There are many reasons that someone might want to invest in a pre-existing domain. For instance, one of my former B2B SEO clients, a large software company, would occasionally buy up smaller companies and enfold that second company's products into their own software line. Eventually Company B's website would be "sunsetted" and redirected to the new product pages on my client's site, giving those new pages a valuable SEO boost. Other companies might have several microsites from past marketing efforts that they want to redirect to their main corporate website, pushing any visitors, links, and SEO value over. And other want-to-be business owners might be looking to invest in a pre-existing domain and business as opposed to building a site from the ground up.

Whatever your reason is for investing in a pre-existing domain you have to ask yourself one question over and over again; "What kind of SEO mess am I getting myself in to?"

At one of my Boston SEO workshops one of the attendees was a woman whose husband had recently purchased a pre-existing domain as a business investment. The books looked good and it seemed like a great source of revenue...until three months later when the site was not just penalized, it was actually deindexed by Google. This woman and her husband were obviously in scramble mode, trying to salvage their investment. Turns out her husband had looked at the site from a finance point of view, but had completely overlooked SEO as a concern. Had he done a little digging I'm sure he would have seen the writing on the wall for this particular site. The former site owner had been in a hurry to sell the site and my guess is they knew what was coming and wanted to pass their mess onto someone else before it caught up with them.

There is nothing wrong with buying a pre-existing domain, either to grow as a business in its own right or to leverage for your own SEO efforts, but it's critical that you do your due diligence and understand exactly what kind of SEO mess you dealing with. Once that site is yours, in whatever form that may be, you are stuck with the consequences.

Here's what Kathy Nielsen, Director of Strategic Alliances at Sedo has to say about buying a pre-existing domain;

It's a smart idea when buying a domain that is already registered to do some background checking. If you are working with a broker or a marketplace, you can ask the seller directly what they have used the domain for in the past, if there are any issues (for example, has it ever been blacklisted by any search engines? Have they received any TM complaints?). You can also ensure that stipulations regarding the domain's "clean record" are in the purchase and sale agreement.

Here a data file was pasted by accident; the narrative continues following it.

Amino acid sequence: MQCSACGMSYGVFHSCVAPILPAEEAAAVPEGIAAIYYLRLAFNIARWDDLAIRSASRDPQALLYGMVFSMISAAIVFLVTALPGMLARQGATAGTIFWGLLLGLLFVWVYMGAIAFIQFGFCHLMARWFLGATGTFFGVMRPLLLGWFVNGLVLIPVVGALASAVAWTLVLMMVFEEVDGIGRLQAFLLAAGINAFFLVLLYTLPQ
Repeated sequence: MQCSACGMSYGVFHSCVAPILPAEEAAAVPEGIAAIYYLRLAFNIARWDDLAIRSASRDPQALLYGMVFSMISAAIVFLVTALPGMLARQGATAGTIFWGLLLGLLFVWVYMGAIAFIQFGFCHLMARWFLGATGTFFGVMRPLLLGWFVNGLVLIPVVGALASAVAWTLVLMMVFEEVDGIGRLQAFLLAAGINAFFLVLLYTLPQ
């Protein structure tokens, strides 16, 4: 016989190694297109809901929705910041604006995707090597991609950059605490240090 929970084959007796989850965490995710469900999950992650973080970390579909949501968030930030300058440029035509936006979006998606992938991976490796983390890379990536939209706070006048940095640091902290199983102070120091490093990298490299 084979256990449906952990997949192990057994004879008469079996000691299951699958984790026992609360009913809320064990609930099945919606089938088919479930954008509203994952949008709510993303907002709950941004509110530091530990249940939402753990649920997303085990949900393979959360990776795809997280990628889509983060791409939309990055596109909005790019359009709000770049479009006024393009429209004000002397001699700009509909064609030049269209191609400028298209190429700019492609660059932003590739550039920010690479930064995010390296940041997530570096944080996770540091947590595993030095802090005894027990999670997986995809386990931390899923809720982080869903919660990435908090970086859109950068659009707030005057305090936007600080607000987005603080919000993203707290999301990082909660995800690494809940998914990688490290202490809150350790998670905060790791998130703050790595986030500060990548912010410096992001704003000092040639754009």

There is also something called the "Internet Archive Wayback Machine", which allows you to type in a web address and see screenshots of the site going back many years. It's a good tool that can give you a peek into the past use of any previously-owned domain.

I would like to point out that redirecting a pre-existing domain that you own and have done nothing with does NOT count as link building, as one of my clients once asked me. Redirecting a pre-existing domain typically can only help your SEO when A) it's a site with good standing in the search engines (no penalties on the horizon), B) it has a valuable link profile, and C) it can help drive more targeted traffic your way. For instance, about a year ago I redirected my personal SEO consulting site over my main company website, which helped those pages jump in the SERPs quite dramatically. However, since it was my personal site I knew exactly what kind of SEO work had gone into it. I was confident in my decision and knew it wouldn't harm my company website in any way, but if you haven't watched the SEO history of a site from the day it was created until the moment you redirect it be sure you do your homework! The last thing you want to do is inherit someone else's SEO mess.


May 13, 2013





Nick Stamoulis is the President and Founder of Brick Marketing, one of the premier full service SEO firms in the United States. With over 12 years of experience Nick Stamoulis has worked with hundreds of companies small, large and every size in between. Through his vast and diverse SEO, search engine marketing and internet marketing experience Nick Stamoulis has successfully increased the online visibility and sales of clients in all industries.






Comments(1)

We just took on a company that had thousands of links built to the www site whilst google was indexing the non-www site...ha!

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Search Engine Guide > Nick Stamoulis > What Kind of SEO Mess are you About to Inherit?